Moss-covered Monk

Moss-covered Monk

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Wednesday, November 28, 2012

Secrets of Ninja (26)

MORE KUJI ASHI WAYS TO MOVE
 

FIG. 57 -When ascending a stairway, keep as close as possible to the wall and climb using
Heng Pu, the Cross Step. On stone steps, this will aid in concealing your position; on wooden
stairs, this will prevent creaking since the stairs are most secure nearest the wall and are thus
less likely to shift as weight is applied.
 

Fig. 30 - It was said in ancient times that a Ninja cast no shadow. This applies equally to
casting a reflection. Never pass a mirror openly. Even a tiny movement is reflected to every
angle and an observer with his back to you will almost certainly catch the action. Treat mirrors
as open windows, and cross outside their field of reflection.
 

Fig. 31- Beware also of where your shadow falls. The human silhouette is distinctive and
easily recognizable. Even if you are out of view, your shadow may fall across the path of the
enemy, revealing your position. In all these things, it is essential that you observe the enemy
without being observed by him. Only in this way can you succeed.




Overcoming Obstacles and Barriers


Having learned the basic techniques of meditation and the Nine Steps, Ninja training advanced,
to penetrating the enemy’s perimeter. The classic exercise of these skills is the Obstacle
Course, used by military, paramilitary and covert operations groups for centuries to train there
members. The key is confidence. Any obstacle can be overcome with practice and confidence.
This is lesson for whole life. Not just breaking and entering.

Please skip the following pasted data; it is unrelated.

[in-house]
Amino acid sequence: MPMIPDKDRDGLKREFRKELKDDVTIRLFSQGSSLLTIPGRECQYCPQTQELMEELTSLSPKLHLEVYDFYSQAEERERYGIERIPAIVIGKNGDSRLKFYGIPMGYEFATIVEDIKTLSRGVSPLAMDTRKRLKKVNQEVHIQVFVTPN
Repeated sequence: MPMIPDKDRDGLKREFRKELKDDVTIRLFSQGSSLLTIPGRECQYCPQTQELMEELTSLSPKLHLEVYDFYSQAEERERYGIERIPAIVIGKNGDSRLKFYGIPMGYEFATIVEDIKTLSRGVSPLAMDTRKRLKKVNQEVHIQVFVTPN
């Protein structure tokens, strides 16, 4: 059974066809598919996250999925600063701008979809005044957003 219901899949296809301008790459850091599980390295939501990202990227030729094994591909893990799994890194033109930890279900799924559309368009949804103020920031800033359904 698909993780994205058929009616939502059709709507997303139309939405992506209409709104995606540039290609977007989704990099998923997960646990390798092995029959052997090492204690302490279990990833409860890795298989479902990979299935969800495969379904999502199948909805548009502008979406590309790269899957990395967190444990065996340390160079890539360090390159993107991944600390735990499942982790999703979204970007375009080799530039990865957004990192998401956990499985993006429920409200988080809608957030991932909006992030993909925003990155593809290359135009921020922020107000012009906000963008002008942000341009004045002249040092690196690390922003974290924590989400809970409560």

The second method is to cut the wire. The best way to do this is to make a slit vertically,
severing as few links as possible, until the mesh can be spread like a zipper, allowing you
to pass. Or, cut the wire that holds the mesh to the pipe and roll under the edge. This is much
quicker and leaves less evidence of infiltration.

The third is to burrow under the fence, in the manner of a dog tunneling to freedom. In
the event the barricade is not loosely fixed at the base or is made of some other material. All of
these methods, however, leave evidence of your passing and are not true to the principles of
Ninjitsu.

A final note: care must be taken not to touch electrified barriers. Look for bare wire attached
at intervals to insulators, or small dead animals which have inadvertently touched the
fence. Most commercial installations clearly mark electrified fences to prevent accidental injuries.
“Over, Under, Around, or Through,” is the motto of the Obstacle or Confidence Course.
Which may include a variety of physical challenges to provide practice for penetrating the perimeter
invisibly.


~Ashida Kim